Over the course of some 200 years the Merino sheep has formed the very backbone of South Africa's agricultural industry.

Fat-tailed sheep were first introduced into South Africa by European settlers who obtained initial breeding stock from the Hottentots through a bartering arrangement. In following year they imported more sheep from Holland and Bengal.

In the early 1700s the Governor of South Africa tried to create interest with the South African farmers in the production of fine wool.

Merino sheep were gradually introduced into South Africa in the early 1700's but no real progress was made in their establishment until 1785 when Colonel Gordon imported Merinos from Spain of the Escurial stock. These appear to have been bred with native sheep.

On his death a dispute arose between his widow and the Dutch government over ownership of the flock which led to it being sold to Captain Waterhouse who took them to Australia. Captain Waterhouse and Captain Kent had been sent to South Africa from Australia by John Macarthur with instructions to buy any fine woolled sheep available. They purchased 26 sheep with Macarthur receiving three rams and five ewes.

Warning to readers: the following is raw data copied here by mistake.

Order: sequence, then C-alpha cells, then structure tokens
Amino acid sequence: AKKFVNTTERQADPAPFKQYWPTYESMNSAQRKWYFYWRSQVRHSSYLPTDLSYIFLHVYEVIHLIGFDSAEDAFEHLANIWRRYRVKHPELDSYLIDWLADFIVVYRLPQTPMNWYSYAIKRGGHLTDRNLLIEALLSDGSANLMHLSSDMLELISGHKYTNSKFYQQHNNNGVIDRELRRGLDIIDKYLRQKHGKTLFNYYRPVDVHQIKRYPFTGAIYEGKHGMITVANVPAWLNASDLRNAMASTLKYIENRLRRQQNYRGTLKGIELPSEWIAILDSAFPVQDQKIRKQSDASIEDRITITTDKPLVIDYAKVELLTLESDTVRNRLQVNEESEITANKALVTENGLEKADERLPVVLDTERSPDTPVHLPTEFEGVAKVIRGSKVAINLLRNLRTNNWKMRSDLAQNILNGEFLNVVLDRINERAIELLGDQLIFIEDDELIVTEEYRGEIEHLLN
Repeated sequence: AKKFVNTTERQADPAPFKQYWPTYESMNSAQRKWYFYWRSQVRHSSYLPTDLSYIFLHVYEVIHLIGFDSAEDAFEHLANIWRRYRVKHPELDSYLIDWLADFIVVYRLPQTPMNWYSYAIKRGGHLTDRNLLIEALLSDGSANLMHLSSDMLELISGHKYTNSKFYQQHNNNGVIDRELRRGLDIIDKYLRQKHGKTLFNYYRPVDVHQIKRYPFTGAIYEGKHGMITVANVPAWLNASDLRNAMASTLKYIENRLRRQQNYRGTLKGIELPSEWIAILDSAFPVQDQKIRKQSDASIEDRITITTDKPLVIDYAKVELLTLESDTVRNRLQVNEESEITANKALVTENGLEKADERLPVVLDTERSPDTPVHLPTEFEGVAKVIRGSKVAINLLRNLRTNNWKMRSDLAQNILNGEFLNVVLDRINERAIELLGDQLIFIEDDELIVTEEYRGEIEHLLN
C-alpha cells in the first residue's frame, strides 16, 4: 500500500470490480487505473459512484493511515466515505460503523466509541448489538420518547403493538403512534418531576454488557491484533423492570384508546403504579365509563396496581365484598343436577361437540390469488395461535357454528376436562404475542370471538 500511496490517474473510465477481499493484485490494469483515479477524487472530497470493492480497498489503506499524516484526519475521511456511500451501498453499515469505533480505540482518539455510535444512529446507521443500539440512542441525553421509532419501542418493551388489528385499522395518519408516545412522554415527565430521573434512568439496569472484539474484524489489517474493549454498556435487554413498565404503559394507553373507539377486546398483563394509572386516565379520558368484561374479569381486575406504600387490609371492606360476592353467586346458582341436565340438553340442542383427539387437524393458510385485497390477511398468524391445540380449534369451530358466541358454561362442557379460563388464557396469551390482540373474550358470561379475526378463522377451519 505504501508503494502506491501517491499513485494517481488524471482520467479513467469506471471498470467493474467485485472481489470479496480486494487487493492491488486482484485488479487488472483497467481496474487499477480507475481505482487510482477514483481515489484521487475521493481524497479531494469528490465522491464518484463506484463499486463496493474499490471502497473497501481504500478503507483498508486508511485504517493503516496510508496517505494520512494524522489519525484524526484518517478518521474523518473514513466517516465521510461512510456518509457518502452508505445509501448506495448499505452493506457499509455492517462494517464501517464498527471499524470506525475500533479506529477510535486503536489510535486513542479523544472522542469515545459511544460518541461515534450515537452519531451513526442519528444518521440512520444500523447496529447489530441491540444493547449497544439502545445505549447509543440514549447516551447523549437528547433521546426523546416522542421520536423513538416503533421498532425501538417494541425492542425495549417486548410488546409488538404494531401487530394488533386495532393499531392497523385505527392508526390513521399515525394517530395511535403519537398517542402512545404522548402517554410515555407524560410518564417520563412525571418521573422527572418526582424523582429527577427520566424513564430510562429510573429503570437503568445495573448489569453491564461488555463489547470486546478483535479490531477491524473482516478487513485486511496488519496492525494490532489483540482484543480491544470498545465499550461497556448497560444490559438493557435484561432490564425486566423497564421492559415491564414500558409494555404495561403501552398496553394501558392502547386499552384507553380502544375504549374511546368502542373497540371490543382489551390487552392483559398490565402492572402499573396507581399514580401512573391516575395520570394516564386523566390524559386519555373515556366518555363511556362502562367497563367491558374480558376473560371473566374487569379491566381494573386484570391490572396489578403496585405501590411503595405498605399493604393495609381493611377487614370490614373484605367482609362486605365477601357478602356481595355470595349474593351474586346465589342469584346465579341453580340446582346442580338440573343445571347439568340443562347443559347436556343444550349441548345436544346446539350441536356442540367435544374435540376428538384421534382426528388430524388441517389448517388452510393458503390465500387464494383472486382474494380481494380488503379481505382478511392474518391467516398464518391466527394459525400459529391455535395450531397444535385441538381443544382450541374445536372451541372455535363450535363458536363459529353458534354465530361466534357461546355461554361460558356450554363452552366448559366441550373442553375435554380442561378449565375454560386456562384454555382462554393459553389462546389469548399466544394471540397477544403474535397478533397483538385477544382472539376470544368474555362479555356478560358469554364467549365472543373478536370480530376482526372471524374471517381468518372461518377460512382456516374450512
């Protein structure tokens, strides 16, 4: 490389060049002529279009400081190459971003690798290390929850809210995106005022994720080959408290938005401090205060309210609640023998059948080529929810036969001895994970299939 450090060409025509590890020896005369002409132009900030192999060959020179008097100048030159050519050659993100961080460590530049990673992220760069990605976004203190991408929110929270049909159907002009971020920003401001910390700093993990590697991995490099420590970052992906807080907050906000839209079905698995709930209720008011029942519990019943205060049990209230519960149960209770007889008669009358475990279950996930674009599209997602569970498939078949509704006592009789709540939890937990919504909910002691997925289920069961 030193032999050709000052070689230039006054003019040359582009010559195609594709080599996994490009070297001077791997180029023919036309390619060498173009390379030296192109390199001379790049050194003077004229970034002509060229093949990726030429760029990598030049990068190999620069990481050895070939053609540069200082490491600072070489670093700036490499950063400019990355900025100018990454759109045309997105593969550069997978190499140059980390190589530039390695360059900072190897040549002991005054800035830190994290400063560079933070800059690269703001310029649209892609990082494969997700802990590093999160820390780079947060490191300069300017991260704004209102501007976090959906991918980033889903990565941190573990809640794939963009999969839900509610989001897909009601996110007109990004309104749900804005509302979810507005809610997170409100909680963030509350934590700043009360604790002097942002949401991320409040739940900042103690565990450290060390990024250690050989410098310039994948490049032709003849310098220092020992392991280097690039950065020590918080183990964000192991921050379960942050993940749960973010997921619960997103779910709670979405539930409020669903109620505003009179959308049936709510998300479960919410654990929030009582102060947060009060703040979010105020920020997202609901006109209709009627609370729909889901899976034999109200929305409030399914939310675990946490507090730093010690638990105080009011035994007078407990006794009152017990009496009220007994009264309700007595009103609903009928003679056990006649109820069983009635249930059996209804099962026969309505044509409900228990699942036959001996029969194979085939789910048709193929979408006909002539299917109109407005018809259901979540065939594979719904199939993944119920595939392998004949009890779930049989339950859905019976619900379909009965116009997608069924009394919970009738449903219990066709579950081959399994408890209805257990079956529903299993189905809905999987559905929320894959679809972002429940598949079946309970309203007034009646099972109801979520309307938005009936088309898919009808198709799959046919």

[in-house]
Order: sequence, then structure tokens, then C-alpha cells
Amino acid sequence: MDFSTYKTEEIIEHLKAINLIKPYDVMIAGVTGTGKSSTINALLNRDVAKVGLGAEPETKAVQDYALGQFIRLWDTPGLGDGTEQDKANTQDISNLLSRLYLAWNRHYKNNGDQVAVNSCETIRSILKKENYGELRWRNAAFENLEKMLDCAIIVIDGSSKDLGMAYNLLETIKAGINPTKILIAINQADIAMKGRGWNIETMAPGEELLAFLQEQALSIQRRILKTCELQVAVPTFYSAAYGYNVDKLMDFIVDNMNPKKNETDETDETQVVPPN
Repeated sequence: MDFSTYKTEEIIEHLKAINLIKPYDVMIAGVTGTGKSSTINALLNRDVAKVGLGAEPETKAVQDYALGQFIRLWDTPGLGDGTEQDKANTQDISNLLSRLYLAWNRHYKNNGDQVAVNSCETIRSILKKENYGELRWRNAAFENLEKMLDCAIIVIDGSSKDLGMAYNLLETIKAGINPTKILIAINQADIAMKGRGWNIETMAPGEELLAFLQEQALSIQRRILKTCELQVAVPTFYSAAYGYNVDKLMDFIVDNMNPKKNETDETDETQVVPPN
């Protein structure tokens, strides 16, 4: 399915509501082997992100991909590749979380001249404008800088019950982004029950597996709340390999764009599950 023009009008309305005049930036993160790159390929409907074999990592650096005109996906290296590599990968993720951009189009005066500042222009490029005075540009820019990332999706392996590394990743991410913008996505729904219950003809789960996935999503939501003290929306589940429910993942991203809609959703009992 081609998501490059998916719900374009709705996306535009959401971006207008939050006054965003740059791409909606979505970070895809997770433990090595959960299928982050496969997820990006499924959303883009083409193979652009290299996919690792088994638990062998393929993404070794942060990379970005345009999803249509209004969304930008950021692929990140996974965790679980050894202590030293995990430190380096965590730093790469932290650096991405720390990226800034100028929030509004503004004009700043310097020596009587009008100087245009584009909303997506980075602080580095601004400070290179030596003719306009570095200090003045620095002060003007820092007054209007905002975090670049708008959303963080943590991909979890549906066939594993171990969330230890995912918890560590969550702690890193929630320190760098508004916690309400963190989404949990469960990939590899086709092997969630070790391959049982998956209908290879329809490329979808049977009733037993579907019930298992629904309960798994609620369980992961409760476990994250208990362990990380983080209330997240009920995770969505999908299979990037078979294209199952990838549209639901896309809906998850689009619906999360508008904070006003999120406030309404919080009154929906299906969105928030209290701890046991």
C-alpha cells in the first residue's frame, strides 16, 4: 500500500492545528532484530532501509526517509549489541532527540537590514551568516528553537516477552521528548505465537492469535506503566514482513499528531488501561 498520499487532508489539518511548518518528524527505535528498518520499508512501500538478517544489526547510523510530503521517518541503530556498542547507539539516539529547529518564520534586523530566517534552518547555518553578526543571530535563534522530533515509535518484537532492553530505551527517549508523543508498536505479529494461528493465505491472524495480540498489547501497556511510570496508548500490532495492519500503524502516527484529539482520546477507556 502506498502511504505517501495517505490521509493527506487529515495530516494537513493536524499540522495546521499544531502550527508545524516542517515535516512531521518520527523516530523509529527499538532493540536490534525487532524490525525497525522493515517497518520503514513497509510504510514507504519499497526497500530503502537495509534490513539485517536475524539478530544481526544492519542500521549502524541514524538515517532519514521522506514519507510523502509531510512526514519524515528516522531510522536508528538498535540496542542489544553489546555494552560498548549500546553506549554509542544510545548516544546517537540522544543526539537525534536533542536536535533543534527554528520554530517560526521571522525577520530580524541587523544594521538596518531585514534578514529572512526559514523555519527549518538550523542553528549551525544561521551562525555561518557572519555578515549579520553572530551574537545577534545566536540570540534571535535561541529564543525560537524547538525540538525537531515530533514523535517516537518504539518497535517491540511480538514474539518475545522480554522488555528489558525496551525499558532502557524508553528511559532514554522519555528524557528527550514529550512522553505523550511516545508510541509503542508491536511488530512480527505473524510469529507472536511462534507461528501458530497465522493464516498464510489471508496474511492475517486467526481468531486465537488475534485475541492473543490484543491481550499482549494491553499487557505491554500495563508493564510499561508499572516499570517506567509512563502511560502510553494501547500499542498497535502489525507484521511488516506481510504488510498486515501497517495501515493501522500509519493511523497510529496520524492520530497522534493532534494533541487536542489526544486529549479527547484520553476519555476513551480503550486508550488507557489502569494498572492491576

In 1789 the King of Spain sent the Dutch government two Merino rams and four ewes as a gift, but the sheep were sent to the Cape as it was thought the climate would be more suitable for them.

In 1818 the first pure-bred Merino breeding stud was established by Lord Charles Somerset at the government farm at Marmesbury. The aim was to help distribute rams among the farming community.

Cape wool was first exported in 1980 but it was not until the middle of the century, after many experiments with different strains including the Spanish Merino, the Saxon, the Rambouillet, plus some of the English breeds that the definite South African type of Merino was established

By 1830 the farming of the Merino sheep was well established in the Western and Southwestern parts of the Cape, while the next move for expansion and growth was to go eastward. With the 1820 settlers playing a big part in this.

In 1834 the Great Trek started and the great flocks of sheep headed eastwards. Within only a few years the Merino sheep covered the country.

By 1940 wool had become South Africa's most important export.

By 1846 there were over 3 million sheep in South Africa, of which half were Merinos, while other types such as the Saxony, the Rambouillet and the Vermont were not considered suitable for the South African conditions.

By 1900, with the Australian merino sheep being considered the most suitable type for the climate, South Africa was importing them at a constant pace, before the 1929 Commonwealth Government embargo on the export of Merinos.
About half of the total sheep population in South Africa lives in the semi-arid area which covers 85% of the country.

Today the South African is one of the major wool producing countries of the world producing high quality, apparel wools which are exported around the world.